"It’s a great, garish multi-colour spectacular. My question is quite how far you believe the details. Does the colouring of ancient statuary really mean this kind of bright, in-your-face, dazzle"….As always, the comments on her page are thoughtful and erudite.
Thursday, June 15, 2017
|Dance to the Music of Time, Wikipedia|
Nicolas Poussin (French: [nikɔlɑ pusɛ̃]; June 1594 – 19 November 1665) was the leading painter of the classical French Baroque style, although he spent most of his working life in Rome. His work is characterized by clarity, logic, and order, and favors line over color. Until the 20th century he remained a major inspiration for such classically oriented artists as Jacques-Louis David, Jean-Auguste-Dominique Ingres and Paul Cézanne.
He worked in Rome for a circle of leading collectors from there and elsewhere, except for a short period when Cardinal Richelieu ordered him back to France to serve as First Painter to the King. Most of his works are history paintings of religious or mythological subjects that very often have a large landscape element.
...Poussin brought a new intellectual rigor to the classical impulse in art, as well as a unique, somewhat reticent poetry. His sensitivity to the nuances of gesture, design, color, and handling, which he varied according to the theme at hand, permitted him to bring a very focused expression to his art and to create for each narrative a memorable and enduring form. The wide range of his oeuvre includes scenes of subdued tenderness, bacchic revelry, mourning, righteous civic virtue, and other more difficult to identify states of mind or being.
|The Shepherds of Arcadia (Et in Arcadia ego) Louvre|
|Four Seasons, Autumn, Public Domain|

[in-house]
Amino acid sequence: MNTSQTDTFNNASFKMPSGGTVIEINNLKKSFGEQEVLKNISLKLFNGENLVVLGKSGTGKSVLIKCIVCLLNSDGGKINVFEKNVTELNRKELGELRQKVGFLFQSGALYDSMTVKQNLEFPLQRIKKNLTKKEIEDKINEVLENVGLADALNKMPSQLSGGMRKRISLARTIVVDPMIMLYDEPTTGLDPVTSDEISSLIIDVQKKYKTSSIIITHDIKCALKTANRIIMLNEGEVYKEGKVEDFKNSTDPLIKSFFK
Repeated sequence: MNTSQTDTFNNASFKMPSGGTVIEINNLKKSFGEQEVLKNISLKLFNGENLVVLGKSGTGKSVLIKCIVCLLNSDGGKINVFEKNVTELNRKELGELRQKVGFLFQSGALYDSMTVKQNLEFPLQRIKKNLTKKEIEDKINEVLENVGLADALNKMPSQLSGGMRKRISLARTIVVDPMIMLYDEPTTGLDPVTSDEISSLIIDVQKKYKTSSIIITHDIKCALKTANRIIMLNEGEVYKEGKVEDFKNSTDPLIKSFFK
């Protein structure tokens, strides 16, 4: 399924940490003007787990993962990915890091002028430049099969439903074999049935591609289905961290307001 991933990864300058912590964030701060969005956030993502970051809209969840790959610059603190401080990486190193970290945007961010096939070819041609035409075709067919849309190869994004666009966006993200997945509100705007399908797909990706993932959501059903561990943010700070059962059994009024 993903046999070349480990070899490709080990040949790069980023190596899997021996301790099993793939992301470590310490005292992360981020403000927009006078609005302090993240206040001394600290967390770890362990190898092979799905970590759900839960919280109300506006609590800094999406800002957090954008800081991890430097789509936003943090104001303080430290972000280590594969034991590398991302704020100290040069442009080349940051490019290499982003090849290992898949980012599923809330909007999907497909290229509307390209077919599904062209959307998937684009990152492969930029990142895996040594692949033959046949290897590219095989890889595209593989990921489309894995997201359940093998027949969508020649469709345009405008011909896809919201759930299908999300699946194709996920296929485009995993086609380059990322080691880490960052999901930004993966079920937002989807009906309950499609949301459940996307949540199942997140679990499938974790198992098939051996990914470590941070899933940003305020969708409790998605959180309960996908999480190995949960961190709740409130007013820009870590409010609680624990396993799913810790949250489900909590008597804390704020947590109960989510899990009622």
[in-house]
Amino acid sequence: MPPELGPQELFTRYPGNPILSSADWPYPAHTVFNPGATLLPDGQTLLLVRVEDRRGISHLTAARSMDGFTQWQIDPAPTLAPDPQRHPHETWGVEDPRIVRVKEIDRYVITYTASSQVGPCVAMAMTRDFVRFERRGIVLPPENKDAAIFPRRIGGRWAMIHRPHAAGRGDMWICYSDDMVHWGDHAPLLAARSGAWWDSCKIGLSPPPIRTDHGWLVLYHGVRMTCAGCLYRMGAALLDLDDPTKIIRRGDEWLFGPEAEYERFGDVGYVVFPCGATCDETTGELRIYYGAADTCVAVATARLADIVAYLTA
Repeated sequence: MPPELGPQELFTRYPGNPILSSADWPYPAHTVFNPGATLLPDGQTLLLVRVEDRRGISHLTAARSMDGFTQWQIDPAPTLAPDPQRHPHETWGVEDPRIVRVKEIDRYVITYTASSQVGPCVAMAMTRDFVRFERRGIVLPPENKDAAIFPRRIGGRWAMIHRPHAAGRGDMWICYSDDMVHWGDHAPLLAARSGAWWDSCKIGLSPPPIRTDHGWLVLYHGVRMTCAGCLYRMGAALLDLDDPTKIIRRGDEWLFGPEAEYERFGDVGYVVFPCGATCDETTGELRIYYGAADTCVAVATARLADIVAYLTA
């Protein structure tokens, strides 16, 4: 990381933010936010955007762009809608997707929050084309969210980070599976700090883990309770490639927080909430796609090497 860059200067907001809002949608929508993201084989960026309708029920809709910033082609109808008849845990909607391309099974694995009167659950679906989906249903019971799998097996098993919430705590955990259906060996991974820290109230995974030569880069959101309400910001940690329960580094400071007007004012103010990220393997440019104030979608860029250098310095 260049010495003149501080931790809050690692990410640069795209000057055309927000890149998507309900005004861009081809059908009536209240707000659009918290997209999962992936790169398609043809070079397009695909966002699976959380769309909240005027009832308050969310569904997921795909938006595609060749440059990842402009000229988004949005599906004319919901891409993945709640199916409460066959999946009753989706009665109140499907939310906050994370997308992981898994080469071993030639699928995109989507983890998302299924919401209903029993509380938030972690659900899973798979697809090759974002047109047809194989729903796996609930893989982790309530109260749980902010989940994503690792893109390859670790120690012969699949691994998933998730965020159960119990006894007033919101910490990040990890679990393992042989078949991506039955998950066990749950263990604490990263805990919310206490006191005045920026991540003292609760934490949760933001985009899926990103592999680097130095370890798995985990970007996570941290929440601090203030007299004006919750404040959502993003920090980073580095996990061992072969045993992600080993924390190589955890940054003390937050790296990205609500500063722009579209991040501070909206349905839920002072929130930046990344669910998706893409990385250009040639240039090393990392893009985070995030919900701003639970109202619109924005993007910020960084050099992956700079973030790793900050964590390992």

|Self Portrait, 1650 Web Gallery of Art|
List of paintings: https://en.wikipedia.org/wiki/List_of_paintings_by_Nicolas_Poussin
Wednesday, June 14, 2017
Born #OTD in 1904, Margaret Bourke-White revolutionized the photography profession by being the first female photographer for Life.com and Fortune, the first authorized Western photographer allowed into the Soviet Union and the first female war photographer to work in combat zones during World War II. She captured the brutality of the Nazi concentration camps, the despair of the Great Depression, the final years of Mahatma Gandhi and the architectural magnificence of the Chrysler Building.
Read more about the “Great Lady with a Camera” via TIME: ti.me/2tdiuzY
Photo by National Archives on Getty Images
|Sir John Luttell, very odd allegorical portrait|
Hans Eworth (or Ewouts; c. 1520–1574) was a Flemish painter active in England in the mid-16th century. Along with other exiled Flemings, he made a career in Tudor London, painting allegorical images as well as portraits of the gentry and nobility. About 40 paintings are now attributed to Eworth, among them portraits of Mary I and Elizabeth I. He moved to England & made it big painting Tudor nobility.
Peter Paul Rubens (https://twitter.com/PP_Rubens) has posted some gorgeous images so I will not be selfish and keep them all to myself.
Tuesday, June 13, 2017
|Pont Neuf wrapped up|
Valley Curtain 1972 (USA)Bruce McAllister, 1936-, Photographer (NARA record: 3823134) - U.S. National Archives and Records Administration
The Floating PiersMarcio De Assis - Own work